The beauty of Zones of Control is that there’s so much in here that the likelihood is that the reader is going to find more to his or her liking than not.  Bond discussing the creation of Persian Incursion is a fascinating look the process of building one of the odder game systems to emerge in recent wargaming.  Racier talking about Paths of Glory is of comparable quality and insight.  Zones of Control gives equal time to aesthetic creators (Mahaffey), professional practitioners (Bartels), academics (MacCallum-Stewart), legends (Costikyan), and journalists-turned-creators (Goodfellow).  Even those chapters whose contents you don’t agree with (like my critique of Schulzke’s chapter above) serve as jumping-off points for very serious conversations about wargaming as a whole.

“Do you need to buy this book?” is the ultimate question.  Unless you’re a single-track wargamer, who eats, sleeps, breathes, and lives & dies with one type of game – tabletop hex & counter, or digital FPS – there’s going to be more than enough reading to keep your interest.  Moreover, if you work in wargaming at all, whether as a hobby designer, or a defense contractor, or an educator using wargames in the classroom, this is a must-buy.  And if you can manage to bill it to an expense account, buy two!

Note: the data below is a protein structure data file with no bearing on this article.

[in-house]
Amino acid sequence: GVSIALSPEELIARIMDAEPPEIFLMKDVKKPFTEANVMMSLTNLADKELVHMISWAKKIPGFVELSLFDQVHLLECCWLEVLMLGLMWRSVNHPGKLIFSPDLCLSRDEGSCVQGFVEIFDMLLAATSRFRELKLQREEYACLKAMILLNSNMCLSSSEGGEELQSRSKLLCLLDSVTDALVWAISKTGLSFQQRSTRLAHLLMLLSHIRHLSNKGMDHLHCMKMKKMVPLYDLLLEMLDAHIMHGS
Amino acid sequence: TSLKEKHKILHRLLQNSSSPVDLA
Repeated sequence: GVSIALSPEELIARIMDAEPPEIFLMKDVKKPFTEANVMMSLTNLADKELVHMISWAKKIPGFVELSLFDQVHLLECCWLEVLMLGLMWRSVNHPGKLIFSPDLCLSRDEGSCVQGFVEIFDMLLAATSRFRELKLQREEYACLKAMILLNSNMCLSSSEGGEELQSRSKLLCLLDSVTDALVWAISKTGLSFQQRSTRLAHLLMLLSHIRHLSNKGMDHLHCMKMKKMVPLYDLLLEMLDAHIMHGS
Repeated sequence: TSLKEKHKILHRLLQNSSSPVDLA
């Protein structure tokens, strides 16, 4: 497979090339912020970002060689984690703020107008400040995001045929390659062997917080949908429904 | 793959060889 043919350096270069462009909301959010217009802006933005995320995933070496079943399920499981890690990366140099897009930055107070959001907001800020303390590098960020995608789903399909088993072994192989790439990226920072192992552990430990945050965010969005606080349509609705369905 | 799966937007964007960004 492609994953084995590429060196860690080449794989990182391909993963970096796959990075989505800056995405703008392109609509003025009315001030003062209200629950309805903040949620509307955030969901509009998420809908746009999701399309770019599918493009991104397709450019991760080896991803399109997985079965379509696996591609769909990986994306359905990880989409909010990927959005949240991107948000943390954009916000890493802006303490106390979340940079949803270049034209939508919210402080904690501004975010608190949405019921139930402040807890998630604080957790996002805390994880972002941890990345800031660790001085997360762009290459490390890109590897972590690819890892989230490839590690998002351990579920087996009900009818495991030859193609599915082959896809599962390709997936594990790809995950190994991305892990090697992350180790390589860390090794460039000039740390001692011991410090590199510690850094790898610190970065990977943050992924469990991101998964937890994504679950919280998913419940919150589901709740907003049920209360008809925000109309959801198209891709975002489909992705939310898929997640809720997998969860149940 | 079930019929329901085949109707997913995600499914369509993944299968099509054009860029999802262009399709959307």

You’ll find the review here, the book here, and its table of contents here.

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The latest in EA’s Battlefield series of multiplayer first-person shooter videogames, Battlefield 1, will be set in World War I—and that has sparked some interesting commentary about the appropriateness of that setting for the gaming genre.As Jake Muncy notes at Wired:

PEOPLE TEND TO grow reverential when talking about the First World War. Many see it as the epitome of wanton cruelty, a brutal and pointless stalemate that killed some 16 million people and gave rise to the worst excesses of modern warfare. This war to end all wars, more than almost any other modern conflict, is difficult to separate from the horrors it inflicted.

That’s a big reason why you don’t see World War I as a setting for a mainstream first-person shooter. But Electronic Arts wants to give it a try with Battlefield 1. This might sound like an exciting new frontier for the genre, but there’s a reason WW1 has long been no-man’s land for developers: It was a quagmire of death and disease that turned strategy into slaughter, with no handy narrative of heroism to layer gameplay atop.